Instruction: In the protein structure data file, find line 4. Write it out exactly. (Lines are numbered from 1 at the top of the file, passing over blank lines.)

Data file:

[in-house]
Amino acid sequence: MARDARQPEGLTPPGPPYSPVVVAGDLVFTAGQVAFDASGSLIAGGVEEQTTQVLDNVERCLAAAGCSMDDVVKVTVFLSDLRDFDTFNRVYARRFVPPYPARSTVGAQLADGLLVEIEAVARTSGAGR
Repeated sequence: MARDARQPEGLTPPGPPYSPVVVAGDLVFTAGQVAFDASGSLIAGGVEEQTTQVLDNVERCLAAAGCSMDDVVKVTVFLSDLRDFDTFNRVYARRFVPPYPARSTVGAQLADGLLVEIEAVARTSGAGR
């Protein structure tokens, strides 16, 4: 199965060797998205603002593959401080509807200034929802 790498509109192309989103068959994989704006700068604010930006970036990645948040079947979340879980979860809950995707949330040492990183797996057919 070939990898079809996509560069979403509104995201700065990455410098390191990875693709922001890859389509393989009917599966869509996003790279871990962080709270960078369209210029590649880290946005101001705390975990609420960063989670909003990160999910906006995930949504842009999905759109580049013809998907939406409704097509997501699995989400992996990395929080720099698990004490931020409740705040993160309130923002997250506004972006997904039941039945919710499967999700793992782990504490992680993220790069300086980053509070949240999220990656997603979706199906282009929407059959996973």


């Protein structure tokens, strides 16, 4: 199965060797998205603002593959401080509807200034929802 790498509109192309989103068959994989704006700068604010930006970036990645948040079947979340879980979860809950995707949330040492990183797996057919 070939990898079809996509560069979403509104995201700065990455410098390191990875693709922001890859389509393989009917599966869509996003790279871990962080709270960078369209210029590649880290946005101001705390975990609420960063989670909003990160999910906006995930949504842009999905759109580049013809998907939406409704097509997501699995989400992996990395929080720099698990004490931020409740705040993160309130923002997250506004972006997904039941039945919710499967999700793992782990504490992680993220790069300086980053509070949240999220990656997603979706199906282009929407059959996973």